2. Contactless hotel rooms are here to stay: More and more hotels are outfitting their rooms with voice-operated command systems, so you’ll never have to touch a hotel remote control again. Thank goodness.
  3. Masks will go mainstream: I wouldn’t be surprised if mask-wearing becomes standard on public transit and airplanes for years to come — even after COVID-19 is less of a risk. Most of us have taken a long flight and wound up getting sick a few days into a vacation. If masks offer another layer of protection that could keep you healthy while away, then why not wear one?
  4. Outdoor dining becomes standard: New York City just announced that its expanded outdoor dining program will be a permanent program, even after the pandemic, and I think we’re going to see that trend across the country. Who doesn’t like eating outside on a nice night?
  5. Business travel will make a slow recovery: Remote work culture means that business travel might never be the same. Not all meetings need to be in person, and it will take a while before we are all comfortable with large conferences and networking events again.

You are a “travel insider”. How would you describe your “perfect vacation experience”?

My favorite formula for a day on vacation is: pick one activity, plan one meal, and leave the rest to chance. It’s easy to over plan a trip, bouncing from museum-to-monument and checking off everything on that must-see list. If you don’t leave room for some spontaneity, you’ll miss out on the sense of discovery that leads to the best memories — the hole-in-the-wall restaurant you stumbled into or the sunset you caught on the beach. On the flip side, if you under plan and don’t make time for the sights you consider essential, you’ll feel like you missed out. Find that happy medium.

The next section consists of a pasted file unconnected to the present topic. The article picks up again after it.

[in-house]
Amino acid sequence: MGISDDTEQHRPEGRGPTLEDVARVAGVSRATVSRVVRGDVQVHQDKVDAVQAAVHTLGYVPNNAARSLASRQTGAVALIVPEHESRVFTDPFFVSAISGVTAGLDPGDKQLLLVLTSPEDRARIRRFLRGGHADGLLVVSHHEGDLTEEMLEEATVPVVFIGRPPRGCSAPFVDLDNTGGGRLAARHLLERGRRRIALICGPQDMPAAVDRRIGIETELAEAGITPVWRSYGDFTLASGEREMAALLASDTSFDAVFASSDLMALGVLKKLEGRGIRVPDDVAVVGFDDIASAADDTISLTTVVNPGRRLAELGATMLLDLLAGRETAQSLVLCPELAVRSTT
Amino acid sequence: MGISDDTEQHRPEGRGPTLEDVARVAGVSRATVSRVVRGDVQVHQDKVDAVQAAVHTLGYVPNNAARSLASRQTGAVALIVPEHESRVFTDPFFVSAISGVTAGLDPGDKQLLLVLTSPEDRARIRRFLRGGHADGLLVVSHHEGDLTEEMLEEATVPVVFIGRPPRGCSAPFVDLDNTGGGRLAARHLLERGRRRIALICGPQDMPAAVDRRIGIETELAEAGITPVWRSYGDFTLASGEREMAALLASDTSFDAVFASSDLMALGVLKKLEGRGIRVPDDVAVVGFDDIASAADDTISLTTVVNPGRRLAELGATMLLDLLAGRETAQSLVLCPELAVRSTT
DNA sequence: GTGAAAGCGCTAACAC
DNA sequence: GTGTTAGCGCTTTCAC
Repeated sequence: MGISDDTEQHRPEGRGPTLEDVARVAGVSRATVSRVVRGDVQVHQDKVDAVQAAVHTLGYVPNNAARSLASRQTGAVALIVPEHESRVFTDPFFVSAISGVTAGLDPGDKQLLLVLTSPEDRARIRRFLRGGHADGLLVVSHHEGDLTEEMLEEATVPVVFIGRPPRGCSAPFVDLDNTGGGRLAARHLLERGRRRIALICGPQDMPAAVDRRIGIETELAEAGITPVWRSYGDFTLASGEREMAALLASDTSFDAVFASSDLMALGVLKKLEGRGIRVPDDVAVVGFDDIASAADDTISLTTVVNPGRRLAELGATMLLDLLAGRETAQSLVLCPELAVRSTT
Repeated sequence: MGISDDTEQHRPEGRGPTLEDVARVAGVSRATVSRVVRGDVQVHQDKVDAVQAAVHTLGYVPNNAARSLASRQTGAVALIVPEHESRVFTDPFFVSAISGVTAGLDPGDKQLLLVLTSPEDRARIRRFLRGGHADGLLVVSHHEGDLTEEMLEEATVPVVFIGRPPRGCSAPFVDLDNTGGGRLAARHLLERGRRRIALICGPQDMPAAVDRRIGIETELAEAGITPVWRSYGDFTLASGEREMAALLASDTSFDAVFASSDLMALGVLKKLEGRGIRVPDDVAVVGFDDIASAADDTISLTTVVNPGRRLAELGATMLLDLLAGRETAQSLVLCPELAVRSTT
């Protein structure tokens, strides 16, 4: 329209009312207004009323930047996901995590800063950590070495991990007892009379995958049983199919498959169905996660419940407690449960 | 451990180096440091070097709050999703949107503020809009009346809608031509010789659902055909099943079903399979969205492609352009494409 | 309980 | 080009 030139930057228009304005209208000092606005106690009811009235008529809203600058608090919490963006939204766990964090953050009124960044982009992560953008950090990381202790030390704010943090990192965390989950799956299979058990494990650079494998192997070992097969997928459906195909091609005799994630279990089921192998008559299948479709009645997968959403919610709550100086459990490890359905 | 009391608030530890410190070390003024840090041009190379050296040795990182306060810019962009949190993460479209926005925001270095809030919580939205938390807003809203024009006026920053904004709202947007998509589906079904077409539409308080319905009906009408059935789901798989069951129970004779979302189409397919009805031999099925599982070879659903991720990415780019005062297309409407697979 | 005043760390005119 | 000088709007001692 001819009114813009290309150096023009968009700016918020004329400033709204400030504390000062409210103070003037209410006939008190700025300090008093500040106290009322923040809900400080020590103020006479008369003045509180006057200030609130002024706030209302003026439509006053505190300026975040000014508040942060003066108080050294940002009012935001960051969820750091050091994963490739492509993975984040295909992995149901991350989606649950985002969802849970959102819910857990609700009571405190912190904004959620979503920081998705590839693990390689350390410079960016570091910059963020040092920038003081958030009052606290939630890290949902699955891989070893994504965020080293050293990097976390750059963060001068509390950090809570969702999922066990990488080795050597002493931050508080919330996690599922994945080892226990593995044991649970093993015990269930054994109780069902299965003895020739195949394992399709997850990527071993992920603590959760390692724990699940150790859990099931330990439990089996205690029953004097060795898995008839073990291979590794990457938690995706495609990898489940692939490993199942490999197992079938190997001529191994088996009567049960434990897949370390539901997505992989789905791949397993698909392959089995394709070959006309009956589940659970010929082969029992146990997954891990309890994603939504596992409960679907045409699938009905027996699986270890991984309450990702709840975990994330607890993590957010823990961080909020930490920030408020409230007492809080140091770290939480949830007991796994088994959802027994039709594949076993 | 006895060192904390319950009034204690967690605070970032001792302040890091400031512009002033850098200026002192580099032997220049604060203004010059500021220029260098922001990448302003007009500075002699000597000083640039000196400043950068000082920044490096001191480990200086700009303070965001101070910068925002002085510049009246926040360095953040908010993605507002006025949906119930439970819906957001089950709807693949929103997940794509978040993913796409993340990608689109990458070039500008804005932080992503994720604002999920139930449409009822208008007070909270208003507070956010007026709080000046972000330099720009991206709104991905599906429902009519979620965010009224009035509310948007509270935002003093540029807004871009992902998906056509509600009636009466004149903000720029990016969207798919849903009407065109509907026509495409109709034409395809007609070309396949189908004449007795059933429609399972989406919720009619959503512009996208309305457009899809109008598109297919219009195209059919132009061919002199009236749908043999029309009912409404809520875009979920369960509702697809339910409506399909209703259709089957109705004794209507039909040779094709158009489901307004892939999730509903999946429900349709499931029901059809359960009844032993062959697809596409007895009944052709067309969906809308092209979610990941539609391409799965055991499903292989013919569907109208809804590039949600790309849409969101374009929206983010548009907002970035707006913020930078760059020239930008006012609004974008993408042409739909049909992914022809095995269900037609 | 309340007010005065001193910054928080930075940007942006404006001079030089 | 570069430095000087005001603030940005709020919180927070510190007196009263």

Can you share with our readers how have you used your success to bring goodness to the world?

This is incredibly cheesy, but traveling makes the world a better place. The more we learn and understand about the people around us, the more likely we are to approach others with compassion. I’m lucky my job helps people travel!

You are a person of great influence. If you could start a movement that would bring the most amount of good to the most amount of people, what would that be? You never know what your idea can trigger. ☺

Going forward, sustainable travel should be the number one consideration for travelers and travel providers alike. Visiting the world’s wonders is now bittersweet. Alpine glaciers are melting, Venice is sinking, and the West Coast is on fire. It’s time for all of us to do something about it.

How can our readers follow you on social media?

Instagram @mollyfergus

This was very inspiring. Thank you so much for joining us!